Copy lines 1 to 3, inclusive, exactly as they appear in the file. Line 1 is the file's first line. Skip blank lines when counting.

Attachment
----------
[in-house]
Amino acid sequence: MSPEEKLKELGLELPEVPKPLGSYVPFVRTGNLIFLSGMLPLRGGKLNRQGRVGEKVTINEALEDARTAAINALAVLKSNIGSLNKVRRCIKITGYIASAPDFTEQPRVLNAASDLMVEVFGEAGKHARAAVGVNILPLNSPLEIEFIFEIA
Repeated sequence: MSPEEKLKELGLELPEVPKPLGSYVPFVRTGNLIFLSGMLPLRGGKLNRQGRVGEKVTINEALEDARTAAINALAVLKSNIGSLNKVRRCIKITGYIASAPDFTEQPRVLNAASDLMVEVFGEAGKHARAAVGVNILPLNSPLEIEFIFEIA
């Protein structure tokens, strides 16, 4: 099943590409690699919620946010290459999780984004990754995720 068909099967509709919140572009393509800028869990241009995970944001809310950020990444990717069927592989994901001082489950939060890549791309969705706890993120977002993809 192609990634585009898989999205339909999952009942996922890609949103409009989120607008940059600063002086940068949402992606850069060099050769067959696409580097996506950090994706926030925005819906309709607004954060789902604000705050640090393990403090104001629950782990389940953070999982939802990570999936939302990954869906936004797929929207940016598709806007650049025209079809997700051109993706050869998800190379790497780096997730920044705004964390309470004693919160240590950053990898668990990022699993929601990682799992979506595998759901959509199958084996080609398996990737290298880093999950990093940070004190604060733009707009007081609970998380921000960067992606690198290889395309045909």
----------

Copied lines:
[in-house]
Amino acid sequence: MSPEEKLKELGLELPEVPKPLGSYVPFVRTGNLIFLSGMLPLRGGKLNRQGRVGEKVTINEALEDARTAAINALAVLKSNIGSLNKVRRCIKITGYIASAPDFTEQPRVLNAASDLMVEVFGEAGKHARAAVGVNILPLNSPLEIEFIFEIA
Repeated sequence: MSPEEKLKELGLELPEVPKPLGSYVPFVRTGNLIFLSGMLPLRGGKLNRQGRVGEKVTINEALEDARTAAINALAVLKSNIGSLNKVRRCIKITGYIASAPDFTEQPRVLNAASDLMVEVFGEAGKHARAAVGVNILPLNSPLEIEFIFEIA